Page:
Anyone who wants to get included in the database has to fulfil stringent requirements. For example, only experts who can prove that they are qualified in the areas of advice on energy or energy-efficient building and refurbishment are listed there. The database also guarantees that professionals are up to speed with the latest technology: every three years they must submit proof of further training and practical experience references in order to continue being listed in the database. ‘The qualifications required are very demanding. You really have to work hard to fulfil the requirements,’ explains architect Schulz. On top of this, the results of the professionals’ work are tested by random sample quality controls.
Funding from KfW and BAFA for qualified advice on energy only
The database was set up by the Federal Ministry for Economic Affairs and Energy (BMWi), the KfW Group, and the Federal Office for Economic Affairs and Export Control (BAFA). The Deutsche Energie-Agentur (dena) – German Energy Agency – has taken responsibility for coordinating it.
‘As part of the federal funding programme, the Database of Energy Efficiency Experts has created unified qualification standards for all Germany,’ says Rainer Baake, Undersecretary at the BMWi. As a result, the database is regarded today as a generally recognised seal of approval for efficiency experts. It gives builders and landlords who want to refurbish their properties reliable orientation when they’re deciding on a professional guide for their projects.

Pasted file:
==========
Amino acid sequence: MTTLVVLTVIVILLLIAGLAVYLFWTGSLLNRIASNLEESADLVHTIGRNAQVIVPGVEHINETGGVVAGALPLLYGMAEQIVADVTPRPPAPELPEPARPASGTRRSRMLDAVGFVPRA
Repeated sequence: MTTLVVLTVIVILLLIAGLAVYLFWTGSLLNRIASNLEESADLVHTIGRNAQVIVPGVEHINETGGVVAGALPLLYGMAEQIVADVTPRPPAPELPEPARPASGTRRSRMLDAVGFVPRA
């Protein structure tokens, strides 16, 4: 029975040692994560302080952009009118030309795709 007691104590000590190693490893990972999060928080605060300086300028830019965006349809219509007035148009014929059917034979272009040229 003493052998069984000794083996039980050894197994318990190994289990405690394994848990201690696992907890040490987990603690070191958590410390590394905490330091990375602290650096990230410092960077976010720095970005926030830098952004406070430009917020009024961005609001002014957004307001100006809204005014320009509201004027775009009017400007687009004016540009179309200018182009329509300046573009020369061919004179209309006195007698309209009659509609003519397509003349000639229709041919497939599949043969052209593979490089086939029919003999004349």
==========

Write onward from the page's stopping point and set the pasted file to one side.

At the same time, it secures them access to Federal funds. For example, anyone who wants to take advantage of an on-site consulting session, or funds from the KfW programme ‘Energy-efficient building and refurbishment – residential buildings’, must choose a consultant with the appropriate qualifications listed in the database. ‘The expert database is a key component of the comprehensive quality assurance concept for KfW funding programmes,’ says KfW Director Detlev Kalischer. ‘It helps us ensure that the funds are used appropriately and professionally, and that the builder has also attained the desired level of energy-efficiency.